Berlin, the German capital, remains alive in the 21st-century landscape as the city that has seen and borne it all. Competing political ideologies manifested themselves in the urban landscape of the city whilst radical design movements such as Bauhaus and Modernism played an important role in shaping this landscape. The construction of the Berlin Wall brought about a physical divide to the city, whose aftermath is evident till date in the varying physical attributions of East and West Berlin.
In the revolutionary 1920s, the avant-garde in architecture, along with other art movements, were experimented with by prominent architects like Bauhaus founder Walter Gropius, as well as his Modernist contemporaries Alvar Aalto, Mies van der Rohe and Le Corbusier. The second phase of an architectural revolution in Berlin only came about after the fall of the Berlin Wall, wherein post-modernist architects such as Frank Gehry, Rem Koolhaas, Richard Rogers and Aldo Rossi created contemporary masterpieces that presented themselves as catalysts for Berlin’s entry into the 21st Century.
1. Berlin Philharmonic
Designed by Ar. Hans Scharoun in 1963, the Berlin Philharmonic is one of the structures that underwent a complete revamp after WWII, owing to the complete destruction of its earlier form. The organic form of the building has been designed in a manner that it amplifies sound from the centre and therefore, the daring angles and swooping tent-like structures seamlessly blend into their surroundings.
The facades of the Berlin Philharmonic, clad in a yellow-hued metal material, have been angled and curved to mimic the “soft” aesthetic of the forested landscape. The interior spatial design works in tandem with the external curvy forms to create a playful yet contained aesthetic that amplifies the contemporary nature of the complex.
2. The Neue Nationalgalerie
The Neue Nationalgalerie is a minimalist masterpiece designed by the luminary of modernist architecture, Mies Van Der Rohe. His long-term preoccupation with creating fluid, open spaces culminates in the design of the glazed upper pavilion of the gallery. Completed in 1968, the surroundings of the building in Berlin rapidly changed over the years due to the fall of the Berlin Wall, yet the timelessness of the structure never called for any refurbishments.
The pavilion stands on the esplanade which forms the base or platform. It is located at street level and the design establishes a strong connection between the indoors and outdoors, with a mere glass skin enclosure. With its steel roof and gracefully austere architectural vernacular, the Neue Nationalgalerie stands as an icon of modernism.
3. Reichstag Dome
Designed by renowned architect Norman Foster, the Reichstag Dome is a dome or cupola that sits atop the German Reichstag building in Berlin. Having borne the brunt of multiple political ideologies in the past, the futuristic and transparent design of the Reichstag dome symbolizes a united, democratic Germany. Apart from its deeper symbolism, the glass dome is known for its environmentally friendly design and features.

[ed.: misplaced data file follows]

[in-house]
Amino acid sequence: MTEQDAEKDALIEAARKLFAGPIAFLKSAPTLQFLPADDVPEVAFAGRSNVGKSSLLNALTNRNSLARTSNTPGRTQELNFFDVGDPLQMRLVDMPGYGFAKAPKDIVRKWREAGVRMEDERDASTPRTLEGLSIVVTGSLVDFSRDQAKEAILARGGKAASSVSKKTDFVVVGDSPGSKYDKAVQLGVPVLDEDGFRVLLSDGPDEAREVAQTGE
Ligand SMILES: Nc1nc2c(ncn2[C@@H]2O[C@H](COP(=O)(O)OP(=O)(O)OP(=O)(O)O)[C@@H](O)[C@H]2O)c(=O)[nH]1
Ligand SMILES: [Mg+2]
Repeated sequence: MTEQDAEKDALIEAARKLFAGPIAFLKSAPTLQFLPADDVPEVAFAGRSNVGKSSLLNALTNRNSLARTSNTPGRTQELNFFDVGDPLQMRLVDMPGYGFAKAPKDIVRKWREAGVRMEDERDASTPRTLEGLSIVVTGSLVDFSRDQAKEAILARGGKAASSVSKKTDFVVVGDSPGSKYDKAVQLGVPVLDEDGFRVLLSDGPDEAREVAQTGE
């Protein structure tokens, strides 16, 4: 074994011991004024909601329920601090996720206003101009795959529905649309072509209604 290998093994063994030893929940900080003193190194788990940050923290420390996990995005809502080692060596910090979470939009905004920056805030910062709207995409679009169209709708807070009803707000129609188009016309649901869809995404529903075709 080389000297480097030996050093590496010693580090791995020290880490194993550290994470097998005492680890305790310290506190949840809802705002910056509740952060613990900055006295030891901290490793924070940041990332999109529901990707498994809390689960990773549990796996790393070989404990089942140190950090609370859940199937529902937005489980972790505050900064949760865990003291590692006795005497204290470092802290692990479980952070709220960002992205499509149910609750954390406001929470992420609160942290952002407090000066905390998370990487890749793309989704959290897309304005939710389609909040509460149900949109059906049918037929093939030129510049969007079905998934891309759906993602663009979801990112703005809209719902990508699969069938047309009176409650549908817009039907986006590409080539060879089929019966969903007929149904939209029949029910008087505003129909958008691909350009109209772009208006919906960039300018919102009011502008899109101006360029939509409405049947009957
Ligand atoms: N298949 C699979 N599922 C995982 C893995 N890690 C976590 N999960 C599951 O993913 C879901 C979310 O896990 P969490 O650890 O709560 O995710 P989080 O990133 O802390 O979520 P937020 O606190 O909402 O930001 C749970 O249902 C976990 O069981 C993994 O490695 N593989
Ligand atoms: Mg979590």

Clad in clear glass, the helical ramp along the outer edges of the space helps define the dome-shaped volume and leads to an observation deck that provides a vantage point for visitors to look out on the surrounding Berlin cityscape. At the same time, skylights at the base of the cupola open into the debating chamber below, providing a visual connection to the government at work. An inverted cone of mirrored panels in the centre of the dome reflects daylight down into the debating chamber, and also supports ventilation in the building, exhausting hot air through the top of the cupola.
4. DZ Bank Building
The DZ Bank Building is a mixed-use building comprised of a commercial and residential component. Both components have their own independently scaled façades, such that the proportions of each are appropriate to the immediate urban area within which they each exist. The dynamic nature of the building’s form and materials help integrate the two different building uses in a seamless manner.
Gehry Partners have the ensured the creation of a structure whose grandiosity can complexity remains invisible until the user steps inside. The building has a large interior atrium with a curving glass ceiling and a curving glass floor, offering maximum natural light to the commercial offices located around the atrium. The organic form located at the centre is the building’s primacy conference hall, which is clad in stainless steel on the exterior and wood on the interior.
5. Bauhaus Archiv-Museum
The Bauhaus Archiv-Museum, designed by Walter Gropius, is a design museum dedicated entirely to the Bauhaus School of thought, also spearheaded by Gropius himself. The Bauhaus movement has become an integral part of Berlin’s history owing to its ideologies and members.